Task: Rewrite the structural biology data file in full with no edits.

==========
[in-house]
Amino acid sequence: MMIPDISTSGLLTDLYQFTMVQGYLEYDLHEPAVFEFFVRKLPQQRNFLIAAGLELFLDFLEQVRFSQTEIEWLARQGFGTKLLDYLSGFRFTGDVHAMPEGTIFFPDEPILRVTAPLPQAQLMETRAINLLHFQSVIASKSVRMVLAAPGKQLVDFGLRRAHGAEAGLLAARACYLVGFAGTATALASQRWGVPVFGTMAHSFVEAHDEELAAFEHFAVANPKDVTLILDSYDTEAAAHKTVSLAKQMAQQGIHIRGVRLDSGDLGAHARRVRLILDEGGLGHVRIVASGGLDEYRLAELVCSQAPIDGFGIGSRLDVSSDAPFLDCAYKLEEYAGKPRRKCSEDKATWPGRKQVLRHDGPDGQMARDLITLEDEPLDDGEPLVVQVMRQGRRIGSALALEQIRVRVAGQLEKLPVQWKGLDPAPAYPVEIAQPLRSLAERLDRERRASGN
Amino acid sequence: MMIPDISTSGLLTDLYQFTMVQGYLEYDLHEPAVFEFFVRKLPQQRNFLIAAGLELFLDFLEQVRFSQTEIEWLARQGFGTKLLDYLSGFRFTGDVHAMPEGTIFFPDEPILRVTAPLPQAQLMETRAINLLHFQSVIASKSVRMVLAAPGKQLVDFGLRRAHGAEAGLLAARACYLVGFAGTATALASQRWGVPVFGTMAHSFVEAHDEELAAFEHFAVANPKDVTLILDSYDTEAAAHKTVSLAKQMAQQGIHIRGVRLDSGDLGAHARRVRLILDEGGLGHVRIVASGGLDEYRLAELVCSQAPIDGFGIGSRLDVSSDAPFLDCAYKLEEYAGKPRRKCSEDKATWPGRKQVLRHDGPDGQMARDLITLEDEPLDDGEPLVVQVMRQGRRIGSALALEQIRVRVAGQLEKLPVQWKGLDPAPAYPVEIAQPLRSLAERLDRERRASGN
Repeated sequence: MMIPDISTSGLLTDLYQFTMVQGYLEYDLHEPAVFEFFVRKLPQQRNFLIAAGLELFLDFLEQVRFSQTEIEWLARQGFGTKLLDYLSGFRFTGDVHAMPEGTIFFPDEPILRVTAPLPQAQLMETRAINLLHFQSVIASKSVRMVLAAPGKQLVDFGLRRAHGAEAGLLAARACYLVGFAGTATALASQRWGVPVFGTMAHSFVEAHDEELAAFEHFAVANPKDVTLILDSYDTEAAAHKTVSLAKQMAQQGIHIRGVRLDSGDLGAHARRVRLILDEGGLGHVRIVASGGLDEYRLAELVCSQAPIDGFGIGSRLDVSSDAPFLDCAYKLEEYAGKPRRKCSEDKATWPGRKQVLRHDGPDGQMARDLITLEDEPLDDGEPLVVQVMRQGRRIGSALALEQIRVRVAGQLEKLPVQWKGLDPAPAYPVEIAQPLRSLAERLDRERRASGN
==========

[in-house]
Amino acid sequence: MMIPDISTSGLLTDLYQFTMVQGYLEYDLHEPAVFEFFVRKLPQQRNFLIAAGLELFLDFLEQVRFSQTEIEWLARQGFGTKLLDYLSGFRFTGDVHAMPEGTIFFPDEPILRVTAPLPQAQLMETRAINLLHFQSVIASKSVRMVLAAPGKQLVDFGLRRAHGAEAGLLAARACYLVGFAGTATALASQRWGVPVFGTMAHSFVEAHDEELAAFEHFAVANPKDVTLILDSYDTEAAAHKTVSLAKQMAQQGIHIRGVRLDSGDLGAHARRVRLILDEGGLGHVRIVASGGLDEYRLAELVCSQAPIDGFGIGSRLDVSSDAPFLDCAYKLEEYAGKPRRKCSEDKATWPGRKQVLRHDGPDGQMARDLITLEDEPLDDGEPLVVQVMRQGRRIGSALALEQIRVRVAGQLEKLPVQWKGLDPAPAYPVEIAQPLRSLAERLDRERRASGN
Amino acid sequence: MMIPDISTSGLLTDLYQFTMVQGYLEYDLHEPAVFEFFVRKLPQQRNFLIAAGLELFLDFLEQVRFSQTEIEWLARQGFGTKLLDYLSGFRFTGDVHAMPEGTIFFPDEPILRVTAPLPQAQLMETRAINLLHFQSVIASKSVRMVLAAPGKQLVDFGLRRAHGAEAGLLAARACYLVGFAGTATALASQRWGVPVFGTMAHSFVEAHDEELAAFEHFAVANPKDVTLILDSYDTEAAAHKTVSLAKQMAQQGIHIRGVRLDSGDLGAHARRVRLILDEGGLGHVRIVASGGLDEYRLAELVCSQAPIDGFGIGSRLDVSSDAPFLDCAYKLEEYAGKPRRKCSEDKATWPGRKQVLRHDGPDGQMARDLITLEDEPLDDGEPLVVQVMRQGRRIGSALALEQIRVRVAGQLEKLPVQWKGLDPAPAYPVEIAQPLRSLAERLDRERRASGN
Repeated sequence: MMIPDISTSGLLTDLYQFTMVQGYLEYDLHEPAVFEFFVRKLPQQRNFLIAAGLELFLDFLEQVRFSQTEIEWLARQGFGTKLLDYLSGFRFTGDVHAMPEGTIFFPDEPILRVTAPLPQAQLMETRAINLLHFQSVIASKSVRMVLAAPGKQLVDFGLRRAHGAEAGLLAARACYLVGFAGTATALASQRWGVPVFGTMAHSFVEAHDEELAAFEHFAVANPKDVTLILDSYDTEAAAHKTVSLAKQMAQQGIHIRGVRLDSGDLGAHARRVRLILDEGGLGHVRIVASGGLDEYRLAELVCSQAPIDGFGIGSRLDVSSDAPFLDCAYKLEEYAGKPRRKCSEDKATWPGRKQVLRHDGPDGQMARDLITLEDEPLDDGEPLVVQVMRQGRRIGSALALEQIRVRVAGQLEKLPVQWKGLDPAPAYPVEIAQPLRSLAERLDRERRASGN